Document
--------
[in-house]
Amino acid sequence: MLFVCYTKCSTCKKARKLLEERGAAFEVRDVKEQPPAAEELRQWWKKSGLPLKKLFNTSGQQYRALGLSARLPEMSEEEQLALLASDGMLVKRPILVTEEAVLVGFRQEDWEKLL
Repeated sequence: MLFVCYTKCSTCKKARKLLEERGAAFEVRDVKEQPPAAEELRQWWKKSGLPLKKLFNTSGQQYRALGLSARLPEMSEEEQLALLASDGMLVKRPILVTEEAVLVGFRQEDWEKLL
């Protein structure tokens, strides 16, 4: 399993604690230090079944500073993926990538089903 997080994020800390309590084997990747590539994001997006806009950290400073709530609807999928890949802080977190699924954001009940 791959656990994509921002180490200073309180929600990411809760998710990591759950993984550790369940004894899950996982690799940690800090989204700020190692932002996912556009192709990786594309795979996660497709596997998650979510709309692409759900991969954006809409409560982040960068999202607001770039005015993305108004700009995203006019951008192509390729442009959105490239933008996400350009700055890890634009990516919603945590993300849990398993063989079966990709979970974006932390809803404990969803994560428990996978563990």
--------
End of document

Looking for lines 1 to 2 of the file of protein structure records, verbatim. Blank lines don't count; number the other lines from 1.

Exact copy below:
[in-house]
Amino acid sequence: MLFVCYTKCSTCKKARKLLEERGAAFEVRDVKEQPPAAEELRQWWKKSGLPLKKLFNTSGQQYRALGLSARLPEMSEEEQLALLASDGMLVKRPILVTEEAVLVGFRQEDWEKLL